"If Pollack's powerful collection Knockemstiff was a punch to the jaw, his follow-up, a novel set in the violent soul-numbing towns of southern Ohio and West Virginia, feels closer to a mule's kick, and how he draws these folks and their inevitably hopeless lives without pity is what the kick's all about. Willard Russell is back from the war, on a Greyhound bus passing through Meade, Ohio, in 1945 when he falls for a pretty waitress in a coffee shop. Haunted by what he's seen in the Pacific and by the lovely Charlotte, he finds her again, marries her and has a son, Arvin. But happiness is elusive, and while Willard teaches his only son some serious survival skills ('You just got to pick the right time,' he tells him about getting back at bullies. 'They's a lot of no-good sonofabitches out there'), Charlotte sickens, Willard goes mad — sacrificing animals and worse at his altar in the woods — and Arvin's sent to his grandmother Emma in Coal Creek. Emma's also raising Leonora, the daughter of a timid religious mother who was murdered, possibly by her father, Roy, the visiting preacher at the Coal Creek Church of the Holy Ghost Sanctified, who along with his guitar-playing, crippled cousin, Theodore, in a wheelchair after drinking strychnine to prove his love for Jesus, has disappeared. And there's on-the-take sheriff Lee Bodecker, whose sister Sandy and her perverted serial killer husband, Carl Henderson, troll the interstates for male hitchhikers he refers to as 'models.' Pollack pulls them all together, the pace relentless, and just when it seems like no one can ever catch a break, a good guy does, but not in any predictable way. (July)" Publishers Weekly (Starred Review) Copyright PWxyz, LLC. All rights reserved.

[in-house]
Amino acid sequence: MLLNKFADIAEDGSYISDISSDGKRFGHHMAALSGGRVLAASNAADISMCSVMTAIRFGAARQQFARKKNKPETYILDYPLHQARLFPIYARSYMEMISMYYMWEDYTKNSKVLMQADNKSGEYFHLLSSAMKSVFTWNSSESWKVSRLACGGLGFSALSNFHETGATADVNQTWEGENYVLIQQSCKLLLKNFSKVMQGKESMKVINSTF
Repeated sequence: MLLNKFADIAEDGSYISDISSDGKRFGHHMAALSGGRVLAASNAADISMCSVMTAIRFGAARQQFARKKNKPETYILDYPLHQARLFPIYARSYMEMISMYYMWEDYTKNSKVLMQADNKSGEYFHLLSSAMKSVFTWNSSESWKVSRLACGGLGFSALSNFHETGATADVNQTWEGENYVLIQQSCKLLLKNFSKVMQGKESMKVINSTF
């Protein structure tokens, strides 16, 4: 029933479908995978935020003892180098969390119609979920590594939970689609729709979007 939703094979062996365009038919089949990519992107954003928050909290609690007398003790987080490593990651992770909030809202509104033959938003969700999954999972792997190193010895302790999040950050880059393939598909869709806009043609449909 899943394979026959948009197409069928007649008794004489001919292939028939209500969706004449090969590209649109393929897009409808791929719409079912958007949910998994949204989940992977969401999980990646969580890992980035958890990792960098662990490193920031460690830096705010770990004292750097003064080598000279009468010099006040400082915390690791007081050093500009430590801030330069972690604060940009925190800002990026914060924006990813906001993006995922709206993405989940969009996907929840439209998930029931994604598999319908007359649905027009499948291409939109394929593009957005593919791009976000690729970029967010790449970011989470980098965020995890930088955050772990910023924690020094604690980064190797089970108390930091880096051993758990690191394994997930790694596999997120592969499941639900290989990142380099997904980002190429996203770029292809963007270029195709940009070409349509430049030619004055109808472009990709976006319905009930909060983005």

"Pollock brings grace and precision to colloquial language, and the ferocious integrity of his vision is flat-out stunning ...I keep reaching for some other writer to compare him with — maybe a Raymond Carver with hope and vitality, or a godless Flannery O'Conner — but Pollock is no shadow of anybody else. This is a powerful talent at work." Katherine Dunn, author of Geek Love
"This is as raw as American fiction gets. It is an unforgettable experience." San Francisco Chronicle
"Pollock's voice is fresh and full-throated...His steely, serrated prose...calls to mind Harry Crews." New York Times Book Review
"The next important voice in American fiction." Wall Street Journal
"More engaging than any new fiction in years." Chuck Palahniuk
About the Author
Donald Ray Pollock, recipient of the 2009 PEN/Robert Bingham Fellowship, made his literary debut in 2008 with the critically acclaimed short story collection Knockemstiff. He worked as a laborer at the Mead Paper Mill in Chillicothe, Ohio, from 1973 to 2005.